During the Middle Ages, rosemary was often used as a purifier. Dried herbs were placed in sacks and carried through the streets to ward off the dreaded Black Plague. The herb became so popular during this time that prices soared, and the armful of branches once purchased for a shilling quickly shifted to a mere handful for six.

As recently as WWII, French hospitals were credited with utilizing the benefits of its vapors to kill germs in overcrowded wards.

Nonetheless, caregivers burned the herb in the bedchambers of the sick to cleanse the air. Public buildings kept the incense glowing in an effort to keep workers and patrons healthy. 

As recently as WWII, French hospitals were credited with utilizing the benefits of its vapors to kill germs in overcrowded wards. As an added bonus, the incense also repelled unwanted pests, such as mosquitoes and fleas.

Health Benefits

Today, we continue to learn of more health benefits attributed to rosemary. Proven to be a great source of vitamins A, B6, C, and folate, as well as the minerals calcium, iron, magnesium, manganese, and potassium, studies regularly produce new findings.

Recent discoveries support the herb’s ability to improve mental health (concentration, exhaustion, depression); respiratory problems (colds, allergies, sore throats); and stomach ailments (indigestion, cramps, and flatulence).

Rich in antioxidants, which are believed to boost the immune system, increase circulation, and fight free radicals, numerous studies are in progress to determine its benefits as a cancer-fighting agent.

Fortunately, we only need to go as far as our own kitchens to reap the benefits.

Cultivation

If you have a green thumb (or even if you don’t), rosemary makes a beautiful addition to any landscape. Unless you’re a seasoned gardener, it is said that nursery-grown plants are best.

But you’ll need a few things before you start – sun, and an area with good drainage. If you’ve got those, you’re in business.

Cultivating Rosemary | Foodal.com

Living in a frost-free area will afford you the pleasure of fresh rosemary year round. Temperatures below 30ºF will require that you bring your plants indoors.

For some of us, it’s easier to keep our plants potted, making the transition from outside to inside a simple task. Just remember, potted plants require more watering on those hot summer days to keep them from drying out.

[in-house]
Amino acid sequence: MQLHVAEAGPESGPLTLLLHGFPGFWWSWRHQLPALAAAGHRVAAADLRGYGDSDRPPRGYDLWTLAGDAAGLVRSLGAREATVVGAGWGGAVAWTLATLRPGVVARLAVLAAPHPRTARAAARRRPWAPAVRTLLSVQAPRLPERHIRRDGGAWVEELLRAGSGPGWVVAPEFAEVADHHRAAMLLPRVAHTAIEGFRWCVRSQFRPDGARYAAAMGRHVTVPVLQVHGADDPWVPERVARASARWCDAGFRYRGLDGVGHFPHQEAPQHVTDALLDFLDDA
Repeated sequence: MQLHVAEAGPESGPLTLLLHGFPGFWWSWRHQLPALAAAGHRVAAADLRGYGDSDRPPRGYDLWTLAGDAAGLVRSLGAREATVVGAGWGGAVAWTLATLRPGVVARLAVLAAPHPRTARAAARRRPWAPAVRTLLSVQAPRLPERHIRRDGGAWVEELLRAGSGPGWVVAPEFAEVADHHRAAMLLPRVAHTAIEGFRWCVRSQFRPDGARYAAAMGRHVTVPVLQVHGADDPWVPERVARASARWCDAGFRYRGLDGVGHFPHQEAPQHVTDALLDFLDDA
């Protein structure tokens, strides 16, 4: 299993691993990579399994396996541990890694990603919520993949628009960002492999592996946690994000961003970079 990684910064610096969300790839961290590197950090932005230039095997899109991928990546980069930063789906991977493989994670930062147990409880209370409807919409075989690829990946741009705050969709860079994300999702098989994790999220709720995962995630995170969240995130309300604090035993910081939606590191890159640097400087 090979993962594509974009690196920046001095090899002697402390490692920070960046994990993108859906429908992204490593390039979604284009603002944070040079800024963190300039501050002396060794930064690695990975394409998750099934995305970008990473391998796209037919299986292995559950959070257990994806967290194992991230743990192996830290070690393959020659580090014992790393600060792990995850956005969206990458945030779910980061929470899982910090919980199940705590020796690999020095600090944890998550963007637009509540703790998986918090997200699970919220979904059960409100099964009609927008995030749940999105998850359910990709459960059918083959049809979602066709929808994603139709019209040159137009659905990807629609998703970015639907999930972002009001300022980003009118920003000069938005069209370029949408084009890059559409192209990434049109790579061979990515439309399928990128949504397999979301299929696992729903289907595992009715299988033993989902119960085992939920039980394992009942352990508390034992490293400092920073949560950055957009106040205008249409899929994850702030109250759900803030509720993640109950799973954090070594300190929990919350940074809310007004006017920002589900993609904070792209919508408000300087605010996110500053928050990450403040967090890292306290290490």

Once indoors, your plant won’t need scads of attention, but it will still require as much sunlight as possible. Thus, if you don’t have a sunny window, you’re going to be in trouble.

Storage

The first question many people ask about herbs and spices is, “Should I use fresh or dried?” Well, the answer to that question never changes: fresh is best. That’s not to say there’s anything wrong with using dried herbs though, because there isn’t.

Fresh herbs provide the truest flavor; that is a fact. Nonetheless, people have been drying herbs for thousands of years for good reason – they last longer.

Amazingly, freezing rosemary locks in its flavor, aroma, and even better – its color.

Fresh rosemary can be kept in the refrigerator for a few weeks at most. Trim the bottom of the stalks and submerge them in an inch or two of water, place the jar in the refrigerator, and use within two weeks.

Remember to change the water every few days.

Another option to preserve freshness is freezing the herb after cutting. This simple procedure requires nothing more than rinsing your cuttings in cool water, and placing them in airtight bags.

Before use, manipulate the bag with your fingers or use a rolling pin to loosen the leaves from their stems.

Amazingly, freezing rosemary locks in its flavor, aroma, and even better – its color. Let’s face it, presentation counts!

Dried and Fresh Rosemary | Foodal.com

Dried rosemary lasts far longer than its counterparts, but the longer it’s kept, the weaker it becomes. If that jar on the spice rack has been there longer than six months, roll the herb between your fingers accordingly – any aroma left? If not, toss it.

Speaking of spice racks, is it time for a new one? Check out Foodal’s review of the best models on the market.

As the aroma and flavor weaken, the amount your recipe calls for will increase. There is no absolute shelf life for dried herbs, but longevity has a price.